As PA expresses ‘shock’ at India’s UN vote, Israel voices appreciation for abstention

Sr. Israeli diplomat: Israel-Indo relationship now ‘without hangups’

India's Prime Minister Narendra Modi gestures as he gives a speech in front of students at the University of the Sacred Heart in Tokyo. (photo credit: REUTERS)
India's Prime Minister Narendra Modi gestures as he gives a speech in front of students at the University of the Sacred Heart in Tokyo.
(photo credit: REUTERS)
The Palestinian Authority was “shocked” at India’s abstention on an anti-Israel resolution passed at the UN Human Right’s Council, the PA’s ambassador to India said Tuesday, recalling the days when Yasser Arafat used to call the country’s former premier Indira Gandhi “his sister.”
“We were shocked,” Adnan Abu Alhaija told The Hindu newspaper.
“The Palestinian people and the leaders, we were very happy with the UN resolution, but the voting of India has broken our happiness.
India is a very special country for us, and its abstention from voting can be seen as a departure from India’s traditional position on Palestine, which has remained unwavering over the last seven decades.”
Israel hailed India’s abstention, which was viewed in Jerusalem as “dramatic” and a sign of the very strong relations between the two countries, especially since the election last year of Prime Minister Narendra Modi.
Israel expressed its appreciation for the vote at a high-level Israeli- Indian political dialogue that took place in the Foreign Ministry on Monday.
Mark Sofer, a deputy director-general in the ministry and head of its Division for Asia and the Pacific, said the dialogue came at a particularly auspicious moment since the relationship, which has been steadily improving over the years, has taken a “qualitative” leap forward since Modi’s election. Now, he said, the relationship has transformed into a “completely normal relationship, without hangups.”
The dialogue, headed by Foreign Ministry director-general Dore Gold and his Indian counterpart Anil Wadhwa, covered the sphere of bilateral relations – economic, academic, cultural – as well as regional issues such as Iran and Islamic extremism.
“The qualitative change in the relationship is palpable in every single sphere, and that is important to note,” said Sofer, adding that India represents “a quarter of the world population and everyone is running to be there.”
Sofer, a former ambassador to India, attributed part of the improvement in ties to a “chemistry” that exists between Prime Minister Benjamin Netanyahu and Modi. They met last September on the sidelines of the UN General Assembly meeting and – according to Sofer – speak quite a bit on the phone.
Friday’s UNHRC resolution, based on the findings of a UNHRC committee that investigated last summer’s war in Gaza, passed by a vote of 47 in favor, the US against, and five abstentions: India, Ethiopia, Kenya, Paraguay and the former Yugoslav Republic of Macedonia.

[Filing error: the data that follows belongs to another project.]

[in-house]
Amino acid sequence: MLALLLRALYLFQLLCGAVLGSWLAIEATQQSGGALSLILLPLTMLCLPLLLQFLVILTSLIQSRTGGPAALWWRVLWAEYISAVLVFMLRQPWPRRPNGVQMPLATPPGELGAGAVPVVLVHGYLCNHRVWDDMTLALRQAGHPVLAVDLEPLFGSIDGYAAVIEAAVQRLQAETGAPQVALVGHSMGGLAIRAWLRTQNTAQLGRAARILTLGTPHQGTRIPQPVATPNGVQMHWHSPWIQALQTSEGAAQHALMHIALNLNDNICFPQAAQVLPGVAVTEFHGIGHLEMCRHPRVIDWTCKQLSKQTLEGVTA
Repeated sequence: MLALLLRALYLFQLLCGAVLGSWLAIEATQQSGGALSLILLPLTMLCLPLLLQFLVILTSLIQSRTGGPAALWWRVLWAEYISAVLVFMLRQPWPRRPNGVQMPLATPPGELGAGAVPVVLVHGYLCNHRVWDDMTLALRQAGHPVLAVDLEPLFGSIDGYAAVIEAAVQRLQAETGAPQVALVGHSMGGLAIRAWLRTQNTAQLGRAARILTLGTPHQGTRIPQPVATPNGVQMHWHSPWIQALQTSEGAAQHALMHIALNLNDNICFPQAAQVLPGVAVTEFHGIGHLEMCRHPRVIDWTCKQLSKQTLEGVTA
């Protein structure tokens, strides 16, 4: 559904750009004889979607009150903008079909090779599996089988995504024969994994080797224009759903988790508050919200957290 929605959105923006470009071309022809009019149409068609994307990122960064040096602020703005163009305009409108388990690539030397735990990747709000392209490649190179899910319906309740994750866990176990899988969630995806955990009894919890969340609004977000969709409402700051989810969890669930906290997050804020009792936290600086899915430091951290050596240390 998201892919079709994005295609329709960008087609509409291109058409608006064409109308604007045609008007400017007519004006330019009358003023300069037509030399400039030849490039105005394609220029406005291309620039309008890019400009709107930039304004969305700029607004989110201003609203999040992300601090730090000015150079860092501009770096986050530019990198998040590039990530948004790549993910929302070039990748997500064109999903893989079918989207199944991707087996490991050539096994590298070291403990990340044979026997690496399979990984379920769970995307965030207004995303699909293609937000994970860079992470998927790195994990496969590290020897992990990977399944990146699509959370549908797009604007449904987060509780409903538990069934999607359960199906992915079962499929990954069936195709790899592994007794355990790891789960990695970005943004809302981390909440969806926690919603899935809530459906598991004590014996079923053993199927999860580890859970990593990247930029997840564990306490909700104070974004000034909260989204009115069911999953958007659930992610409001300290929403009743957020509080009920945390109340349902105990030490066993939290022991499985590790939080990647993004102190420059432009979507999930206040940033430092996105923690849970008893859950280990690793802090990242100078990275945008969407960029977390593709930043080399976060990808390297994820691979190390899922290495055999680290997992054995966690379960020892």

Following the vote, the Indian External Affairs Ministry issued a statement saying “there is no change in India’s long-standing position on support to the Palestinian cause,” and explained its vote as having to do with the fact that India is not a signatory to the Rome Statute, which established the International Criminal Court and which was referenced in the resolution.
The PA ambassador, however, didn’t buy that explanation, saying other countries that have not signed the Rome Statute – such as Russia and China – voted for the resolution at the UNHRC.
“In a scenario where European union members who were once considered steadfast supporters of Israel voted against it, India’s abstention stands out as a sore thumb and will send a confusing signal,” he said.
“We would still like to believe that this incident is merely an aberration and doesn’t reflect India’s diplomatic history and its desire to help the oppressed people of the world,” he said. “We would still like to believe that this was a one-off incident and not a trend.”
But it wasn’t. In fact, it was the second time in less than two months that India abstained on an Israel-related vote rather than voting against it.
The first time was last month, when India, along with two other countries, abstained in a vote on whether to grant observer status to a British based NGO – the Palestinian Return Center – which Israel said was linked to Hamas.
Twelve other countries voted in favor of the resolution, which passed, but India’s abstention then was a first.
Alhaija said the “burgeoning military relationship” between Israel and India has “affected” India’s “judgment,” despite assurances he claimed the Palestinians received from New Delhi that their relationship would not be impacted by the Israel-India security ties.
“India has shown a clean break from the ethos of non-alignment that have guided India’s foreign policy till now,” he complained.